Sealaska Plaza and the Sealaska Heritage Institute are seen during a dedication ceremony Sunday, Aug. 26, 2018. Sealaska Corp., the regional Native Corporation for Southeast Alaska, says it is not making an endorsement in the new-look governor’s race. (Michael Penn | Juneau Empire File)

Sealaska Plaza and the Sealaska Heritage Institute are seen during a dedication ceremony Sunday, Aug. 26, 2018. Sealaska Corp., the regional Native Corporation for Southeast Alaska, says it is not making an endorsement in the new-look governor’s race. (Michael Penn | Juneau Empire File)

Tlingit & Haida, Sealaska Corp. decline to endorse gov candidate

Neither entity is endorsing Begich or Dunleavy

Correction: A previous version of this article identified Anthony Mallott, Byron Mallott’s son, as the chairman of Sealaska. He is the corporation’s CEO not chairman. The article has been updated below.

Sealaska Corp. will not make an endorsement in the new-look Alaska governor’s race.

The regional Alaska Native corporation for Southeast Alaska had originally endorsed incumbent independent Gov. Bill Walker for re-election, who has since dropped out of the race. When asked if Sealaska Corp. would be backing Democrat Mark Begich or Republican Mike Dunleavy instead, the answer was neither.

In an email Wednesday, Sealaska Corp. communications manager Dixie Hutchinson shared a statement explaining the corporation’s decision.

“Sealaska takes on policy efforts on behalf of our shareholders and communities and on rare occasions, endorses candidates. Sealaska’s board endorsed Governor Walker for multiple unique reasons, such as his recognition of Tribal sovereignty and working with Tribes on their priorities, more so than any other administration in Alaska’s history,” she wrote. “We respect Governor Walker’s decision to withdraw and support Senator Begich, but we choose not to endorse a candidate.”

The Central Council of the Tlingit and Haida Indian Tribes of Alaska, also headquartered in Juneau, is likewise not making an endorsement in the governor’s race.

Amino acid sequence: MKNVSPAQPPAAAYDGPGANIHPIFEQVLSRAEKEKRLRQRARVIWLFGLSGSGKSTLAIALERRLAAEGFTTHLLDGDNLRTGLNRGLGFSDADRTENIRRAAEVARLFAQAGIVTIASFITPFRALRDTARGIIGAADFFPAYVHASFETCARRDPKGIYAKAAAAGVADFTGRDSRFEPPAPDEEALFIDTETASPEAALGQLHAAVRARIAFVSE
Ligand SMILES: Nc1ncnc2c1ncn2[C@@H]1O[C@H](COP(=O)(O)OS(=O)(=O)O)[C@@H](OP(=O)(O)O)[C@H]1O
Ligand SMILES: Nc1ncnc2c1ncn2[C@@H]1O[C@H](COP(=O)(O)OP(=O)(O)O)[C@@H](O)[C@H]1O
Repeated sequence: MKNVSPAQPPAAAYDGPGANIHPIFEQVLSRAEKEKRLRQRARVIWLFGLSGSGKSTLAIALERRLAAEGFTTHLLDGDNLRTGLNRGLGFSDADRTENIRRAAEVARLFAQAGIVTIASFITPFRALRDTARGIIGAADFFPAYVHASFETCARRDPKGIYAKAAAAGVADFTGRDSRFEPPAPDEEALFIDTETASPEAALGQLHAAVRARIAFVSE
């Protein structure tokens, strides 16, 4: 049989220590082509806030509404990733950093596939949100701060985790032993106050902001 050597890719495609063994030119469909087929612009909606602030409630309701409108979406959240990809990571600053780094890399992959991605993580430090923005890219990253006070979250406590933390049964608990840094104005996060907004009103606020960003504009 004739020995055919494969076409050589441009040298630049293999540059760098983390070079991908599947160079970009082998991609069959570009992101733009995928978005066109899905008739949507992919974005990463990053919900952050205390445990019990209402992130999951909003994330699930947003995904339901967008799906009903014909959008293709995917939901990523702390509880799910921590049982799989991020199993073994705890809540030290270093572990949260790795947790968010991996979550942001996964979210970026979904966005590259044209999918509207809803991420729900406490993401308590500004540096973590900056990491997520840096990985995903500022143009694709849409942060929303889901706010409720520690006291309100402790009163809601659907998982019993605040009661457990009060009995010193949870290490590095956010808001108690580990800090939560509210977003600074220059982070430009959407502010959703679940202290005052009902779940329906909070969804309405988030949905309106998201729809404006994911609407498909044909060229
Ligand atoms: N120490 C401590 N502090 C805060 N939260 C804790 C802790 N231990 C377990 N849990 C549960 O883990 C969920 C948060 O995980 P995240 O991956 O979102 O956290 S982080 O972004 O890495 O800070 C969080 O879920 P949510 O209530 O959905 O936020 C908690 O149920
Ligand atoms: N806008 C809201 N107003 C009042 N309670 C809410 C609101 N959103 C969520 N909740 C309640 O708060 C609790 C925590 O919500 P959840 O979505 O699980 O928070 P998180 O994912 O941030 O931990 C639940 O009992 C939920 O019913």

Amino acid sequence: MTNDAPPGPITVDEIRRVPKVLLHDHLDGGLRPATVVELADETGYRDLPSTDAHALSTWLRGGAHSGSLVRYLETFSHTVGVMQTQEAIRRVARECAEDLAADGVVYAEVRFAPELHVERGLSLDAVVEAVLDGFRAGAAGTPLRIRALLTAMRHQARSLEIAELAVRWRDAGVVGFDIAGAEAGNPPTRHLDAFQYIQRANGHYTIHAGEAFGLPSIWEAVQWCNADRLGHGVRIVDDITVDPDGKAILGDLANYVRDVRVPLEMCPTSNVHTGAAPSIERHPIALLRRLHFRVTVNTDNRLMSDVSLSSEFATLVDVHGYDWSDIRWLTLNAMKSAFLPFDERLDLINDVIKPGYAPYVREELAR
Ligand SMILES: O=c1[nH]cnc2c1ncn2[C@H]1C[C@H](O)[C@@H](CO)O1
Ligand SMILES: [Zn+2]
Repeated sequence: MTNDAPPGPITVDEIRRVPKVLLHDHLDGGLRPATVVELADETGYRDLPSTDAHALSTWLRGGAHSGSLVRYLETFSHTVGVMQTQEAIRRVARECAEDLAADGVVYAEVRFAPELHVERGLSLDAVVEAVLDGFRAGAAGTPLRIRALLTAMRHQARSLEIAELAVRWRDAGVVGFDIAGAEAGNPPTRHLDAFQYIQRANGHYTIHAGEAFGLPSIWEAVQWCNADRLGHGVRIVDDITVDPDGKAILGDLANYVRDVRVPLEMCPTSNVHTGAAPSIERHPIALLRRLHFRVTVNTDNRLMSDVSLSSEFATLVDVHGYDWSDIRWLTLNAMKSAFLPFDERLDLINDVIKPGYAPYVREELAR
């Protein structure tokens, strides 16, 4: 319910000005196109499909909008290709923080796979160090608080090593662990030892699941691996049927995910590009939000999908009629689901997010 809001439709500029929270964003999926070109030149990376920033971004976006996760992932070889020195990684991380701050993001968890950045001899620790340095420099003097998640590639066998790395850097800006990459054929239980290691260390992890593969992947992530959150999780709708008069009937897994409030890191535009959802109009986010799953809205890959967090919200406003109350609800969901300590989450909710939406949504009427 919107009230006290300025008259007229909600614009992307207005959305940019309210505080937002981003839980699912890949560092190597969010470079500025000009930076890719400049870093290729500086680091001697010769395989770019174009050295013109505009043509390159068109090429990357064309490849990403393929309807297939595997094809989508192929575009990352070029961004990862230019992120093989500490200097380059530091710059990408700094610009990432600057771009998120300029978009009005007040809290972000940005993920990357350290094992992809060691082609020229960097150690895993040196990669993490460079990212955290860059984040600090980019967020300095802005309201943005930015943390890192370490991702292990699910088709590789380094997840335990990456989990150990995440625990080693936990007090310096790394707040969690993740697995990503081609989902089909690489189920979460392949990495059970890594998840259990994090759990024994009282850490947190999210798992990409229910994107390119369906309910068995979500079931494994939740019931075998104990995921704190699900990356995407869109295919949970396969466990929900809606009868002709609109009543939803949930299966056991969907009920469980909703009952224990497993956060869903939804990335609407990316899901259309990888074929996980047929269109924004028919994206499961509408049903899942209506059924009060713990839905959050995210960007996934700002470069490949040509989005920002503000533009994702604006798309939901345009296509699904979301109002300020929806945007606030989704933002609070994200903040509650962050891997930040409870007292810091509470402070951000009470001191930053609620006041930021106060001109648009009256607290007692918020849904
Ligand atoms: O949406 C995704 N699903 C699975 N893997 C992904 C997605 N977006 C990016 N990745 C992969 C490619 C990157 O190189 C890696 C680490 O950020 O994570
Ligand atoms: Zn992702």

“There’s been no talk of that,” said Raeanne Holmes, the tribe’s communications coordinator. “The practice is we’re really trying to be cautious and move away from endorsements as a tribe.”

The tribal administrator for the Douglas Indian Association was traveling to the National Conference of American Indians convention in Denver and not immediately available for comment.

Sealaska’s inaction on the narrowed governor’s race comes after the corporation donated $100,000 to an independent expenditure group backing the re-election of Walker and then-Lt. Gov. Byron Mallott. A spokesman for that group did not return a phone call seeking comment Wednesday.

Mallott is a former Sealaska Corp. board chairman, and his son is the corporation’s current CEO.

Mallott resigned as Lieutenant Governor last week after making what Walker described as “inappropriate remarks” to an unidentified female, which preceded Walker’s announcement a few days later not to seek re-election.

While Sealaska Corp. is not endorsing a governor candidate, it is strongly opposing the passage of Ballot Measure 1, which would institute new environmental protections in order to defend salmon habitat.

Alaska Native corporations such as Sealaska own 92 percent of Alaska’s privately held land and would be disproportionately affected by Ballot Measure 1. Ten of the 12 regional Native corporations are opposing the measure. Bristol Bay Native Corporation is neutral on its passage, while AHTNA Inc. supports its passage.

Dunleavy and Libertarian candidate Billy Toien oppose the measure, while Begich supports it.

On Saturday, Calista Regional Native Corporation switched its endorsement from Walker to Dunleavy because of Ballot Measure 1.

Calista, the regional Native corporation for much of southwest Alaska, owns the subsurface rights to the land beneath the proposed Donlin Gold mine on the Kuskokwim River and has a significant interest in its development.

• Contact reporter James Brooks at or 523-2258.

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